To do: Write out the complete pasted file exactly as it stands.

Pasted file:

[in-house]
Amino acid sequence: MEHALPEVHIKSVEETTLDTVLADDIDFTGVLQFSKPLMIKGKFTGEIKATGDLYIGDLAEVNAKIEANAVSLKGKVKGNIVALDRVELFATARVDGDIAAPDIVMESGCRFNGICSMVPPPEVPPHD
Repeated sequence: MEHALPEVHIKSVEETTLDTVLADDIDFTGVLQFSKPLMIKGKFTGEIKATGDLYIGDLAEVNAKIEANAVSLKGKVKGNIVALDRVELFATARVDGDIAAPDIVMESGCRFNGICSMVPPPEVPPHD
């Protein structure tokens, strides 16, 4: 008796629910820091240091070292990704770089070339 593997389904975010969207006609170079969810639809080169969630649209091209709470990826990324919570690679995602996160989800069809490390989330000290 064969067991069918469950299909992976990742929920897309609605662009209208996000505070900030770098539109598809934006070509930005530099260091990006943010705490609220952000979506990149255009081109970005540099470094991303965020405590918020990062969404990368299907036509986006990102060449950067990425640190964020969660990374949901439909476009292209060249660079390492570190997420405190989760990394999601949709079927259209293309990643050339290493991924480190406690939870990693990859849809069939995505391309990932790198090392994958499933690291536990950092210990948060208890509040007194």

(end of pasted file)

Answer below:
[in-house]
Amino acid sequence: MEHALPEVHIKSVEETTLDTVLADDIDFTGVLQFSKPLMIKGKFTGEIKATGDLYIGDLAEVNAKIEANAVSLKGKVKGNIVALDRVELFATARVDGDIAAPDIVMESGCRFNGICSMVPPPEVPPHD
Repeated sequence: MEHALPEVHIKSVEETTLDTVLADDIDFTGVLQFSKPLMIKGKFTGEIKATGDLYIGDLAEVNAKIEANAVSLKGKVKGNIVALDRVELFATARVDGDIAAPDIVMESGCRFNGICSMVPPPEVPPHD
């Protein structure tokens, strides 16, 4: 008796629910820091240091070292990704770089070339 593997389904975010969207006609170079969810639809080169969630649209091209709470990826990324919570690679995602996160989800069809490390989330000290 064969067991069918469950299909992976990742929920897309609605662009209208996000505070900030770098539109598809934006070509930005530099260091990006943010705490609220952000979506990149255009081109970005540099470094991303965020405590918020990062969404990368299907036509986006990102060449950067990425640190964020969660990374949901439909476009292209060249660079390492570190997420405190989760990394999601949709079927259209293309990643050339290493991924480190406690939870990693990859849809069939995505391309990932790198090392994958499933690291536990950092210990948060208890509040007194």